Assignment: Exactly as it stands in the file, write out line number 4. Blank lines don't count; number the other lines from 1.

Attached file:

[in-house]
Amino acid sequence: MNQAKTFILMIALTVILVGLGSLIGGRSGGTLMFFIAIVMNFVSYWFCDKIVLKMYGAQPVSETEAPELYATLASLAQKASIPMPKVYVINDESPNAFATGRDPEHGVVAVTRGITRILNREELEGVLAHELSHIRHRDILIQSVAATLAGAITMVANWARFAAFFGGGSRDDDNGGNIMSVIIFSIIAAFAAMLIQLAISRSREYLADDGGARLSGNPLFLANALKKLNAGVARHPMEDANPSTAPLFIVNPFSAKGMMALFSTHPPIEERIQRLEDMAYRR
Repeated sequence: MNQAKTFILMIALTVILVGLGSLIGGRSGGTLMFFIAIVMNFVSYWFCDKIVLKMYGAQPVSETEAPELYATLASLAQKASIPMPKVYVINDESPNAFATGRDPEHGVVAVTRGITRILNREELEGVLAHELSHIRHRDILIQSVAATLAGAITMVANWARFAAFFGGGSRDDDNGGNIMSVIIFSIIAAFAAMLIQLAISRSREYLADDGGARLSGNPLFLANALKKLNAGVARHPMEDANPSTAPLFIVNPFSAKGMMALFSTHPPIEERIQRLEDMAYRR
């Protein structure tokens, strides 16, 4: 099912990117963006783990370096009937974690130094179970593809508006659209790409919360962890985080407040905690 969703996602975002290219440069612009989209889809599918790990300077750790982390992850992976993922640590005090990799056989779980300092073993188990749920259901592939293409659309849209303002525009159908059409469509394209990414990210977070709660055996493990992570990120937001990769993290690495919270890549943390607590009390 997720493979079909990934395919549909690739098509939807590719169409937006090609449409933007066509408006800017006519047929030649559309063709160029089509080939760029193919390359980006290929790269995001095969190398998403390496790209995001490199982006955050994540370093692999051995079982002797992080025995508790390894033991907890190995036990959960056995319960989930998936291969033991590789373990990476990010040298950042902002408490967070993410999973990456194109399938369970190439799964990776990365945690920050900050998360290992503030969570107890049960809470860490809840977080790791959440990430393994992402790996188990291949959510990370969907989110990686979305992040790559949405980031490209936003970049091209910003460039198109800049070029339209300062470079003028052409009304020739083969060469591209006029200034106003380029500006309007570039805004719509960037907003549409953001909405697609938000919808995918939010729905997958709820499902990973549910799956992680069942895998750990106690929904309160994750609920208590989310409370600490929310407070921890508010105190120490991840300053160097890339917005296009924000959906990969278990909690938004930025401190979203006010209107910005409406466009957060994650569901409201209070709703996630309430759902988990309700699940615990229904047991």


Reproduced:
């Protein structure tokens, strides 16, 4: 099912990117963006783990370096009937974690130094179970593809508006659209790409919360962890985080407040905690 969703996602975002290219440069612009989209889809599918790990300077750790982390992850992976993922640590005090990799056989779980300092073993188990749920259901592939293409659309849209303002525009159908059409469509394209990414990210977070709660055996493990992570990120937001990769993290690495919270890549943390607590009390 997720493979079909990934395919549909690739098509939807590719169409937006090609449409933007066509408006800017006519047929030649559309063709160029089509080939760029193919390359980006290929790269995001095969190398998403390496790209995001490199982006955050994540370093692999051995079982002797992080025995508790390894033991907890190995036990959960056995319960989930998936291969033991590789373990990476990010040298950042902002408490967070993410999973990456194109399938369970190439799964990776990365945690920050900050998360290992503030969570107890049960809470860490809840977080790791959440990430393994992402790996188990291949959510990370969907989110990686979305992040790559949405980031490209936003970049091209910003460039198109800049070029339209300062470079003028052409009304020739083969060469591209006029200034106003380029500006309007570039805004719509960037907003549409953001909405697609938000919808995918939010729905997958709820499902990973549910799956992680069942895998750990106690929904309160994750609920208590989310409370600490929310407070921890508010105190120490991840300053160097890339917005296009924000959906990969278990909690938004930025401190979203006010209107910005409406466009957060994650569901409201209070709703996630309430759902988990309700699940615990229904047991």